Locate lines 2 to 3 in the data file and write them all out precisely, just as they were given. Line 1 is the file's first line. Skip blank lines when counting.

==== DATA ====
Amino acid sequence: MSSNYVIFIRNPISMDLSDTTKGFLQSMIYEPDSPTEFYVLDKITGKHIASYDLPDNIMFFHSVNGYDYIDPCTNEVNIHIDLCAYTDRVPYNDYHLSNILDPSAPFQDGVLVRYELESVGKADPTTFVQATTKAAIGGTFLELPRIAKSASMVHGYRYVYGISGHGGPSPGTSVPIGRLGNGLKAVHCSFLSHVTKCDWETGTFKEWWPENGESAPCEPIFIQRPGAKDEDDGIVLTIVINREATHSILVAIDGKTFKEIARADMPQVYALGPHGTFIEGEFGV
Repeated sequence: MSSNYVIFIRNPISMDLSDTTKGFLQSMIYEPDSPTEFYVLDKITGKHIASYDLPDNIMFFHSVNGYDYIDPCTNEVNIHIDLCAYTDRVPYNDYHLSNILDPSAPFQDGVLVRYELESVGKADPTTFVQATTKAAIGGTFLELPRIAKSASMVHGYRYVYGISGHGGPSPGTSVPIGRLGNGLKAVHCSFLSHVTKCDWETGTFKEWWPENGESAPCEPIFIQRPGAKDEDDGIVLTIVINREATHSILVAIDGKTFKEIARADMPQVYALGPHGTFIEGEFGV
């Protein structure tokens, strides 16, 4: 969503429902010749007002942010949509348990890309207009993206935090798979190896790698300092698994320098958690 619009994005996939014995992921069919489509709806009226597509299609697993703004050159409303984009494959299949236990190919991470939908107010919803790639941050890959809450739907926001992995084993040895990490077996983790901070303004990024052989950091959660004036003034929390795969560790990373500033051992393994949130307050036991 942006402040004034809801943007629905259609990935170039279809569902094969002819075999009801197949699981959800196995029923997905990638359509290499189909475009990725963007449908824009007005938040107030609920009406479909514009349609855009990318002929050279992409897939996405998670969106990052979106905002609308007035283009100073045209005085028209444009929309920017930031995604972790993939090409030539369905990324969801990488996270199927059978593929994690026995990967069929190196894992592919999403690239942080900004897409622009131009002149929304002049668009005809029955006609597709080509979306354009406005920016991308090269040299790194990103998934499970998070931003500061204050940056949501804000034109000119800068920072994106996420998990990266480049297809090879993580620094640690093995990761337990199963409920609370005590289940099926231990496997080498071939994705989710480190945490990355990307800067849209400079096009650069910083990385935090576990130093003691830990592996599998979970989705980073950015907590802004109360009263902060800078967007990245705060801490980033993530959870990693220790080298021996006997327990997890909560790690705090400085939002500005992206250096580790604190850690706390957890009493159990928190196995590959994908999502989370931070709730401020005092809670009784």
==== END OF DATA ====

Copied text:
Repeated sequence: MSSNYVIFIRNPISMDLSDTTKGFLQSMIYEPDSPTEFYVLDKITGKHIASYDLPDNIMFFHSVNGYDYIDPCTNEVNIHIDLCAYTDRVPYNDYHLSNILDPSAPFQDGVLVRYELESVGKADPTTFVQATTKAAIGGTFLELPRIAKSASMVHGYRYVYGISGHGGPSPGTSVPIGRLGNGLKAVHCSFLSHVTKCDWETGTFKEWWPENGESAPCEPIFIQRPGAKDEDDGIVLTIVINREATHSILVAIDGKTFKEIARADMPQVYALGPHGTFIEGEFGV
């Protein structure tokens, strides 16, 4: 969503429902010749007002942010949509348990890309207009993206935090798979190896790698300092698994320098958690 619009994005996939014995992921069919489509709806009226597509299609697993703004050159409303984009494959299949236990190919991470939908107010919803790639941050890959809450739907926001992995084993040895990490077996983790901070303004990024052989950091959660004036003034929390795969560790990373500033051992393994949130307050036991 942006402040004034809801943007629905259609990935170039279809569902094969002819075999009801197949699981959800196995029923997905990638359509290499189909475009990725963007449908824009007005938040107030609920009406479909514009349609855009990318002929050279992409897939996405998670969106990052979106905002609308007035283009100073045209005085028209444009929309920017930031995604972790993939090409030539369905990324969801990488996270199927059978593929994690026995990967069929190196894992592919999403690239942080900004897409622009131009002149929304002049668009005809029955006609597709080509979306354009406005920016991308090269040299790194990103998934499970998070931003500061204050940056949501804000034109000119800068920072994106996420998990990266480049297809090879993580620094640690093995990761337990199963409920609370005590289940099926231990496997080498071939994705989710480190945490990355990307800067849209400079096009650069910083990385935090576990130093003691830990592996599998979970989705980073950015907590802004109360009263902060800078967007990245705060801490980033993530959870990693220790080298021996006997327990997890909560790690705090400085939002500005992206250096580790604190850690706390957890009493159990928190196995590959994908999502989370931070709730401020005092809670009784």